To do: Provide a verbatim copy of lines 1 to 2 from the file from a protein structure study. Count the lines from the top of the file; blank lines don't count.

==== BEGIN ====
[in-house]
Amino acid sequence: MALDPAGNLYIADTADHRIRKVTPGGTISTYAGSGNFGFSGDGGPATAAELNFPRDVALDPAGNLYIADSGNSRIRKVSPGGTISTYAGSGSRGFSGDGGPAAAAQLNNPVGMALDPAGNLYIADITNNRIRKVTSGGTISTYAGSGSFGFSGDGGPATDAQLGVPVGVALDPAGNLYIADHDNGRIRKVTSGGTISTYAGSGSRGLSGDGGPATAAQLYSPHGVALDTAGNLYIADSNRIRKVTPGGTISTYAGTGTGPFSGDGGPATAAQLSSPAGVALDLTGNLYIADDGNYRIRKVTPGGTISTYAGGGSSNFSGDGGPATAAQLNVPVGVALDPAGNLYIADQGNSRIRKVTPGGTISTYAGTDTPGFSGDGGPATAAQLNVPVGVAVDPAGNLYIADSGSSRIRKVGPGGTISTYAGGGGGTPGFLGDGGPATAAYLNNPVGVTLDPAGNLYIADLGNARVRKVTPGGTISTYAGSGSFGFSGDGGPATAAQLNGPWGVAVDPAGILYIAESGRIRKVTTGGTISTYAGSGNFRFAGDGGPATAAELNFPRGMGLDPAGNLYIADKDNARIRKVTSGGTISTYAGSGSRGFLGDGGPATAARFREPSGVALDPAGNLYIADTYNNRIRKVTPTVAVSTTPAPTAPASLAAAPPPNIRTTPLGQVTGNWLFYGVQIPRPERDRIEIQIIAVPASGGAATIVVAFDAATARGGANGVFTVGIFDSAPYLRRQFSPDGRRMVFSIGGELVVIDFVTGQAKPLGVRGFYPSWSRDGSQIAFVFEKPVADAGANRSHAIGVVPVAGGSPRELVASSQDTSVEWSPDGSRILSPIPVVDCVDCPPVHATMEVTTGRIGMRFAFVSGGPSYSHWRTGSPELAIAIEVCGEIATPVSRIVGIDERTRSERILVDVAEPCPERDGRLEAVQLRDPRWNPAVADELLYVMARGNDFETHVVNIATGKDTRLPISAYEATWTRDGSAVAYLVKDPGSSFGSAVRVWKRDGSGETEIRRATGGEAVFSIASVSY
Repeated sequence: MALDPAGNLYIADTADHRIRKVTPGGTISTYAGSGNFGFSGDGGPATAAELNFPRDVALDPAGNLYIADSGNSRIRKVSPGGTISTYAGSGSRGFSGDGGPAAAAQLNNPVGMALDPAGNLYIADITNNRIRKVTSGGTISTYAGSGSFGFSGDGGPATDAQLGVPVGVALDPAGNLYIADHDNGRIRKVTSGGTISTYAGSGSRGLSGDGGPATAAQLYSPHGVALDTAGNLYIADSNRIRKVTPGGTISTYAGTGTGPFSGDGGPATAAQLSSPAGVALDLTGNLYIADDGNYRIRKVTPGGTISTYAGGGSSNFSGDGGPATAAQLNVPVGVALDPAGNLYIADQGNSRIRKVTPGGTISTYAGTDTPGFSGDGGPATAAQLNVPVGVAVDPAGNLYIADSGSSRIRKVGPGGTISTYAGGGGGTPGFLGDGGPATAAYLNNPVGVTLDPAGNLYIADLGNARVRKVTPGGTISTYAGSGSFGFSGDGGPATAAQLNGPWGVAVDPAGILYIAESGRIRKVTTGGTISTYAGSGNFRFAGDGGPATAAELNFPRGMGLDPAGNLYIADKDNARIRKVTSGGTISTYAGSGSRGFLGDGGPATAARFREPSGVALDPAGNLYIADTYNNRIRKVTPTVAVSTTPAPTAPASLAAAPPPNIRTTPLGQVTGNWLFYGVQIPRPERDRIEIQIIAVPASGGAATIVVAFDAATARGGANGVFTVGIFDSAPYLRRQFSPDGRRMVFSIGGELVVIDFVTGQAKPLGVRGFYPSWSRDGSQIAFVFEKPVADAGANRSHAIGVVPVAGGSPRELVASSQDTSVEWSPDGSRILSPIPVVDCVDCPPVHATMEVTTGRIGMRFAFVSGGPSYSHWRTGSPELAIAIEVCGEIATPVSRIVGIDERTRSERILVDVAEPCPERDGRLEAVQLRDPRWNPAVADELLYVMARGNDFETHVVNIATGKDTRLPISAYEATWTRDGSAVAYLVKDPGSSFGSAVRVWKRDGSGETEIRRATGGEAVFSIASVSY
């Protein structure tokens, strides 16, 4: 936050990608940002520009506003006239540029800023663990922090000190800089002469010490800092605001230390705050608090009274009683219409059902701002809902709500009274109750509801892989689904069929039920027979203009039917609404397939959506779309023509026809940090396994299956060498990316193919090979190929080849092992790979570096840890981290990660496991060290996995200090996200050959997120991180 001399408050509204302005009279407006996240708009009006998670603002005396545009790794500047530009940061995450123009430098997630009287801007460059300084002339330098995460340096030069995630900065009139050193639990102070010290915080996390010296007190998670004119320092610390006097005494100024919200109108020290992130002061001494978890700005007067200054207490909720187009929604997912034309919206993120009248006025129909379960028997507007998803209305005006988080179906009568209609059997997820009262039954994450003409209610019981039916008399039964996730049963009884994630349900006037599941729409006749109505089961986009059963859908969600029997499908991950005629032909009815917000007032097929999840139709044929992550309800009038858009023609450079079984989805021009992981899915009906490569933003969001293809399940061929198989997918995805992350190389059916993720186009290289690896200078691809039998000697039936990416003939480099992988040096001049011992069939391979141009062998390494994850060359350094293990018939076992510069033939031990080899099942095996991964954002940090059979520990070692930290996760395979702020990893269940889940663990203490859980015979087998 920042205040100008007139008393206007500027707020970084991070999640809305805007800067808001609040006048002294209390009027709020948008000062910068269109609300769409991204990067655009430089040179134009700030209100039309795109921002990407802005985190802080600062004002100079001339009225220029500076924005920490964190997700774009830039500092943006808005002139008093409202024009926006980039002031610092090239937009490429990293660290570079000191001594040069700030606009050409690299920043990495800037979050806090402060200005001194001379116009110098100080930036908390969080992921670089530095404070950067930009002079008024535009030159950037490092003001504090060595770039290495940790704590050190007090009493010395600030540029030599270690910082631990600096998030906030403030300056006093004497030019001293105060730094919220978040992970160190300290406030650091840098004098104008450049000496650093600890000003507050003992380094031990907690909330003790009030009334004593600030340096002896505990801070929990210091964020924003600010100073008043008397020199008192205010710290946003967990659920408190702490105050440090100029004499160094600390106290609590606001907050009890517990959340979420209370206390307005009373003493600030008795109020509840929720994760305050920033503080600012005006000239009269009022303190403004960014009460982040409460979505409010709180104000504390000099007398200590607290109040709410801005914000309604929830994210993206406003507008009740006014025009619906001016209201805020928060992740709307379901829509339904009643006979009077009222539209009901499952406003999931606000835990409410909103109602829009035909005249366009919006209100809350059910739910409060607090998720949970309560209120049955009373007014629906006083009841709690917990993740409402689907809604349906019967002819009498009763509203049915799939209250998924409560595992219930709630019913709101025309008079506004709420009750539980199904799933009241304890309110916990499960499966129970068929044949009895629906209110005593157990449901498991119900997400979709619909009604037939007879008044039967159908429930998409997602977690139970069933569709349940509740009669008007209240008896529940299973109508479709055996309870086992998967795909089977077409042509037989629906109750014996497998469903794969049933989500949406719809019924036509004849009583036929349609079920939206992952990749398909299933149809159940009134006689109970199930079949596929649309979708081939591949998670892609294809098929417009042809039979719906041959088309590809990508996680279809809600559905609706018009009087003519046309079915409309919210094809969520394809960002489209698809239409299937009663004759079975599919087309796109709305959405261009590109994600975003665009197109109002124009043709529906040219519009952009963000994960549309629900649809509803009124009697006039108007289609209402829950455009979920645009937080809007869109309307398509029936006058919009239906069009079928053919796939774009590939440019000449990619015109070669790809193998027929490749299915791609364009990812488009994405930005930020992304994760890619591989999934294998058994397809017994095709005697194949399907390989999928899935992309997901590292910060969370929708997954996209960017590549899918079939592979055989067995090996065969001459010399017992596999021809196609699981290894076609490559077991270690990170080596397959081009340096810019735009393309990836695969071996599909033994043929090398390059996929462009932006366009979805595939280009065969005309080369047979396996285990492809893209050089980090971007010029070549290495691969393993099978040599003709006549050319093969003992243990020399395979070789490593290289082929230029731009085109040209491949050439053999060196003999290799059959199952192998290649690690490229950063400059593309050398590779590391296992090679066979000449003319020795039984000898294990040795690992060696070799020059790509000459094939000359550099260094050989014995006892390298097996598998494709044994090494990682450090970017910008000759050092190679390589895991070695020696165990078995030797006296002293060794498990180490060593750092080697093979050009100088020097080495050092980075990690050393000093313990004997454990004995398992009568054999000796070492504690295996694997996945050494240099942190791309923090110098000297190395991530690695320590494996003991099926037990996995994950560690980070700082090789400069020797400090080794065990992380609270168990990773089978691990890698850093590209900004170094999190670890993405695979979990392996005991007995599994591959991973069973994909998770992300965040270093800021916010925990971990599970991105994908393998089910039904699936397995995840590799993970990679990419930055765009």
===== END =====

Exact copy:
[in-house]
Amino acid sequence: MALDPAGNLYIADTADHRIRKVTPGGTISTYAGSGNFGFSGDGGPATAAELNFPRDVALDPAGNLYIADSGNSRIRKVSPGGTISTYAGSGSRGFSGDGGPAAAAQLNNPVGMALDPAGNLYIADITNNRIRKVTSGGTISTYAGSGSFGFSGDGGPATDAQLGVPVGVALDPAGNLYIADHDNGRIRKVTSGGTISTYAGSGSRGLSGDGGPATAAQLYSPHGVALDTAGNLYIADSNRIRKVTPGGTISTYAGTGTGPFSGDGGPATAAQLSSPAGVALDLTGNLYIADDGNYRIRKVTPGGTISTYAGGGSSNFSGDGGPATAAQLNVPVGVALDPAGNLYIADQGNSRIRKVTPGGTISTYAGTDTPGFSGDGGPATAAQLNVPVGVAVDPAGNLYIADSGSSRIRKVGPGGTISTYAGGGGGTPGFLGDGGPATAAYLNNPVGVTLDPAGNLYIADLGNARVRKVTPGGTISTYAGSGSFGFSGDGGPATAAQLNGPWGVAVDPAGILYIAESGRIRKVTTGGTISTYAGSGNFRFAGDGGPATAAELNFPRGMGLDPAGNLYIADKDNARIRKVTSGGTISTYAGSGSRGFLGDGGPATAARFREPSGVALDPAGNLYIADTYNNRIRKVTPTVAVSTTPAPTAPASLAAAPPPNIRTTPLGQVTGNWLFYGVQIPRPERDRIEIQIIAVPASGGAATIVVAFDAATARGGANGVFTVGIFDSAPYLRRQFSPDGRRMVFSIGGELVVIDFVTGQAKPLGVRGFYPSWSRDGSQIAFVFEKPVADAGANRSHAIGVVPVAGGSPRELVASSQDTSVEWSPDGSRILSPIPVVDCVDCPPVHATMEVTTGRIGMRFAFVSGGPSYSHWRTGSPELAIAIEVCGEIATPVSRIVGIDERTRSERILVDVAEPCPERDGRLEAVQLRDPRWNPAVADELLYVMARGNDFETHVVNIATGKDTRLPISAYEATWTRDGSAVAYLVKDPGSSFGSAVRVWKRDGSGETEIRRATGGEAVFSIASVSY